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Although journalism can be a rewarding career choice, those who cover tragedies often struggle to cope with the impact of human suffering on their mental health. In a large survey by the International Centre For Journalists (ICFJ), nearly three in four journalists said that the psychological and emotional impact of dealing with the covid-19 crisis was the most difficult aspect of their work. One in five respondents also said that their experience of online abuse, harassment, threats or attacks was "much worse than usual."

Last month, Headlines Network held sixteen free online workshops for more than 100 journalists to equip them with tips and tools to improve their and their colleagues’ mental wellbeing.

Headlines Network is a community that aims to promote mental health conversations in the UK media and tackle the taboos. The workshops focused on topics like setting boundaries, the importance of language, resilience and creating positive connections.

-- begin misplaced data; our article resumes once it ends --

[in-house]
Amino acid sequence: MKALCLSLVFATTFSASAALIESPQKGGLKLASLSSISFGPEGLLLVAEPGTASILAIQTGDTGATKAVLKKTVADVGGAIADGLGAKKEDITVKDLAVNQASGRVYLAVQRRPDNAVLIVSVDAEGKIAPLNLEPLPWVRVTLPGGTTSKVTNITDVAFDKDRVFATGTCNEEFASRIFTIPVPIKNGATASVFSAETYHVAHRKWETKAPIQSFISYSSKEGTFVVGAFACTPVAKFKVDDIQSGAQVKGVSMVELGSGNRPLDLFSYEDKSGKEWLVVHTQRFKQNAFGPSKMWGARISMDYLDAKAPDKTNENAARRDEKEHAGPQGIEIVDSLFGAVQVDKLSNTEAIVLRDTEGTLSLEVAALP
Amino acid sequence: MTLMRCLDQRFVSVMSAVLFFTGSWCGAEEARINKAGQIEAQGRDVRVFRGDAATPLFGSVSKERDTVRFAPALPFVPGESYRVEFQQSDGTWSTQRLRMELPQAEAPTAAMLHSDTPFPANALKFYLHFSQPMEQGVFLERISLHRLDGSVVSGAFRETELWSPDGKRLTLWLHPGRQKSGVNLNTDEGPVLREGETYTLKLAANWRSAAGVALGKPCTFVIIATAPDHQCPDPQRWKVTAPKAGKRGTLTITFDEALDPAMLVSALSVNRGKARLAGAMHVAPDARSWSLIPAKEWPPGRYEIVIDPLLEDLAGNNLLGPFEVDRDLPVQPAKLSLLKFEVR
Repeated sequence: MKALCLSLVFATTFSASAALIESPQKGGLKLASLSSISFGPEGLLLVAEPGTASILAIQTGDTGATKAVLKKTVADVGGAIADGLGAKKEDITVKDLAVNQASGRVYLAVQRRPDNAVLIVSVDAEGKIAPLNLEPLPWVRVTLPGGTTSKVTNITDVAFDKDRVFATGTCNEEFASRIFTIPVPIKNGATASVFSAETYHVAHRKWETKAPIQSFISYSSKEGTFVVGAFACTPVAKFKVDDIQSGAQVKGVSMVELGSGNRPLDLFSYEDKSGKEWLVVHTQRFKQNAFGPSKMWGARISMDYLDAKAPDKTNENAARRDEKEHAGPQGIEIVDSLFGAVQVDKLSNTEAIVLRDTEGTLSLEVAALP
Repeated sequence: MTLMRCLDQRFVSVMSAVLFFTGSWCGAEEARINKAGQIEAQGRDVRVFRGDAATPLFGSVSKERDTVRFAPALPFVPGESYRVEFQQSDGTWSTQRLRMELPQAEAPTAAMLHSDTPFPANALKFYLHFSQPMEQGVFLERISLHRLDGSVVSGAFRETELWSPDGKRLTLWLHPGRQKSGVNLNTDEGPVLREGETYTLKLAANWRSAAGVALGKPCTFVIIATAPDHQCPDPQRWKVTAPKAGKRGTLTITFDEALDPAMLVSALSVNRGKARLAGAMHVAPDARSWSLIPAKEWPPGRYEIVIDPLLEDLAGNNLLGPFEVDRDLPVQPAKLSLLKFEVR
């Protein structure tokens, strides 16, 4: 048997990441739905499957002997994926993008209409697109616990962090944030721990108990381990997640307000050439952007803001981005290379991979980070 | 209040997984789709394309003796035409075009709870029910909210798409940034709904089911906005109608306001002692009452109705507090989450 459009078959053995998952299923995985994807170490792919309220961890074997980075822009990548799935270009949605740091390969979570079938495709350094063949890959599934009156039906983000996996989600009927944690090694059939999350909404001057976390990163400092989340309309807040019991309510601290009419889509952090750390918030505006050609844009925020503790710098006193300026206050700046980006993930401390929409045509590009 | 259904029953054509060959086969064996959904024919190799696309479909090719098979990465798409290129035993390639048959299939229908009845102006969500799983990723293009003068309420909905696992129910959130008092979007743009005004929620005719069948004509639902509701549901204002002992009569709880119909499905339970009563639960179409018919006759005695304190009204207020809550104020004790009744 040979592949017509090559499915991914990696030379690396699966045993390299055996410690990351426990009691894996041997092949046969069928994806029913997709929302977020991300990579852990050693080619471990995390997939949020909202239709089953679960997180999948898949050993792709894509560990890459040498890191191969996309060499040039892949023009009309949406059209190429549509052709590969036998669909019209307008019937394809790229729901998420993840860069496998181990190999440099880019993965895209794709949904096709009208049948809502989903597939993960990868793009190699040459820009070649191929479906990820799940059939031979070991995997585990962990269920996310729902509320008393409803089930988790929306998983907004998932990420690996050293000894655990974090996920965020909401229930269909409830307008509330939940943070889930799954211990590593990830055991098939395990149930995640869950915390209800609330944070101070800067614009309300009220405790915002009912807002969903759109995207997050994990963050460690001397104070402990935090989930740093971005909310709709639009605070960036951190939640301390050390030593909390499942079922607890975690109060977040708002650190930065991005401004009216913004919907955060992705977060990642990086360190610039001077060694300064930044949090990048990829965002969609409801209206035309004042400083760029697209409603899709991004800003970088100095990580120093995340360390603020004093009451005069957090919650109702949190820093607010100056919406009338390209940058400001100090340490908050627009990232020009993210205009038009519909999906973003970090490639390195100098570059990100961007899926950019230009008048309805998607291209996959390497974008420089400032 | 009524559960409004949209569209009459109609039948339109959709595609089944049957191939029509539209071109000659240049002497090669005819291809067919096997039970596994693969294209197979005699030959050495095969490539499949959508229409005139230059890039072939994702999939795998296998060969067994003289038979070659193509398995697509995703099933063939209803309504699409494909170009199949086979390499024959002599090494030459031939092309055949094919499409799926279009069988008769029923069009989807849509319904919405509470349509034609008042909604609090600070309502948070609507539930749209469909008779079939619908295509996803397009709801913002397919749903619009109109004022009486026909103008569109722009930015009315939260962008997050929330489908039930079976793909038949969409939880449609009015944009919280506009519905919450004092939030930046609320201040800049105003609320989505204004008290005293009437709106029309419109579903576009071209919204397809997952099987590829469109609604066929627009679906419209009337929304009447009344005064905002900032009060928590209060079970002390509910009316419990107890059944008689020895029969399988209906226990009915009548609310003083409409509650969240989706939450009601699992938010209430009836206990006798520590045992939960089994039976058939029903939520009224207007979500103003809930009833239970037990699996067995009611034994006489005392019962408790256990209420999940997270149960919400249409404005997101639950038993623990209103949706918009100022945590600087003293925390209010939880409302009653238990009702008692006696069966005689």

From newsroom editors to on-the-ground freelance reporters, participants could have an open conversation with other journalists about the topics that are often spoken about in hushed tones or completely ignored.

For journalists, it is almost impossible to turn off their smartphone, ignore the calls or spend a day without checking their emails. As one of the participants, a BBC Mundo journalist Laura Garcia, said, even just turning off her phone for one and half hours during the session was a challenge.

"[We] are quite privileged to be able to share our experiences in a way that it can be scary to do," said the co-director of Headlines Network, Hannah Storm. "When you have mental issues that you are dealing with there is a lot of shame attached.

"We both did the mental health first-aid course and it is important to say that we are not clinicians. We are not giving therapy. We just advised people to take time to listen. Because what people need is to talk."

John Crowley, the co-director of Headlines Network, added: "The best thing you can do as a journalist is to listen. The industry is not good at listening to each other, listening to different voices. What we were proud of [regarding] the initiative was that it was really diverse."

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